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Risk Factors for Local Recurrence After Breast-Conserving Therapy

Risk Factors for Local Recurrence After Breast-Conserving Therapy

NEW ORLEANS—In women treated with a breast-conserving approach for early-stage invasive breast cancer, “adequate” excision of the primary tumor is necessary to obtain optimal local tumor control. But what constitutes an adequate excision prior to radiation therapy, and what are the risk factors for local recurrence? A Harvard pathologist discussed this issue at the American Society of Breast Disease annual meeting.

Surgical procedures less than a gross excision result in unacceptably high local recurrence rates. However, the optimal extent of surgery needed beyond a complete gross excision has not been established. “Ideally, the surgical procedure should be large enough to ensure good local control but not so large that it compromises the cosmetic result,” said James L. Connolly, MD, director of anatomic pathology, Beth Israel Deaconess Medical Center, and associate professor of pathology, Harvard Medical School.

The established risk factors for local recurrence include an incomplete excision and diffuse, malignant microcalci-fications on mammography. Other relevant factors include patient age under 35; treatment factors such as extent of surgery, radiotherapy protocol, and addition of chemotherapy; and various tumor-related factors.

Presence of EIC

Many studies have investigated the relationship between the presence of an extensive intraductal component (EIC) and the risk of local recurrence after conservation. “Despite differences in design, these studies have generally shown that invasive tumors with an EIC are associated with a significantly higher risk of local recurrence than tumors lacking an EIC, at least when information regarding the status of the microscopic margins is not available,” Dr. Connolly said.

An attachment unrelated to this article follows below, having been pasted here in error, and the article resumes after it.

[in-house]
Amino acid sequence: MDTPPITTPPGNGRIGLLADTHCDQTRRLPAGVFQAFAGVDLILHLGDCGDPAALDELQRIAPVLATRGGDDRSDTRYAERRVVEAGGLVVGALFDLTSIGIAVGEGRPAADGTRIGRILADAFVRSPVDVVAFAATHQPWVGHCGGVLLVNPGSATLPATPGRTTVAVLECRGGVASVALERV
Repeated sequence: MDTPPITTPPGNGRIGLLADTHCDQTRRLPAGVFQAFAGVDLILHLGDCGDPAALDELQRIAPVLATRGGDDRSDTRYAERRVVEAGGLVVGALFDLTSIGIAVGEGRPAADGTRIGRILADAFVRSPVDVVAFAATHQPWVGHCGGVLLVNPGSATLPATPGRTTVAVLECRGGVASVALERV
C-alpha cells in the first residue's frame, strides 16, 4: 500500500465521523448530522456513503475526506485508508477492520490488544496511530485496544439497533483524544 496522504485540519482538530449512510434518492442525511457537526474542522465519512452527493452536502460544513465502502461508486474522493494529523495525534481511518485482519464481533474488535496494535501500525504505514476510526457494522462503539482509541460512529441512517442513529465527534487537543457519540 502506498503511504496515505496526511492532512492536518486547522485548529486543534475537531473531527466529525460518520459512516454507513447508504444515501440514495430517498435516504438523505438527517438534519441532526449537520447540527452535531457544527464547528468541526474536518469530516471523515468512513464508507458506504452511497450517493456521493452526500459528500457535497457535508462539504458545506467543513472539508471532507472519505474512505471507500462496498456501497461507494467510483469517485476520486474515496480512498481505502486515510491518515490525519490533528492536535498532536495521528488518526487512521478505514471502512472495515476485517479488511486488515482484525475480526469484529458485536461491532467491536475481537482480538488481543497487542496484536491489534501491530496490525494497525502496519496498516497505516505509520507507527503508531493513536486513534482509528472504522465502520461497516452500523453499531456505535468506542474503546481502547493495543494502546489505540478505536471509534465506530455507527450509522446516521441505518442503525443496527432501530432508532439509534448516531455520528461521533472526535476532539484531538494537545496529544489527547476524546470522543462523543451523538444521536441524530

At Harvard, tumors with an EIC are defined as infiltrating ductal carcinomas that show the simultaneous presence of prominent ductal carcinoma in situ (DCIS) within the tumor (25% or more of tumor area and any DCIS adjacent to the tumor). This includes tumors that are predominantly DCIS with one or more microscopic foci of stromal invasion. Tumors lacking one or more of these features are categorized as EIC negative.

Harvard investigators have reported that EIC-positive tumors carry a 24% risk for local recurrence, compared with a 6% risk in EIC-negative tumors when margins were not evaluated. “The vast majority of patients without EIC have low recurrence rates,” Dr. Connolly said.

The Joint Center for Radiation Therapy, Boston, found that the likelihood of residual cancer was significantly higher in EIC-positive than in EIC-negative cancers, 88% vs 48% (P = .002). Moreover, in EIC-positive patients, most residual tumors were composed mostly of DCIS and were often widespread.

In EIC-negative patients, residual tumor typically consisted of only scattered microscopic foci of infiltrating cancer and/or DCIS. Other studies have made similar findings, he said, although the NSABP B-06 trial, which excluded patients with involved margins, found no adverse effect.

Dr. Connolly and his colleagues conducted a study in a mastectomy database to determine the relationship between EIC and the findings in the remainder of the breast. They found that 60% of EIC-positive tumors had residual tumor, compared with 30% of EIC-negative tumors.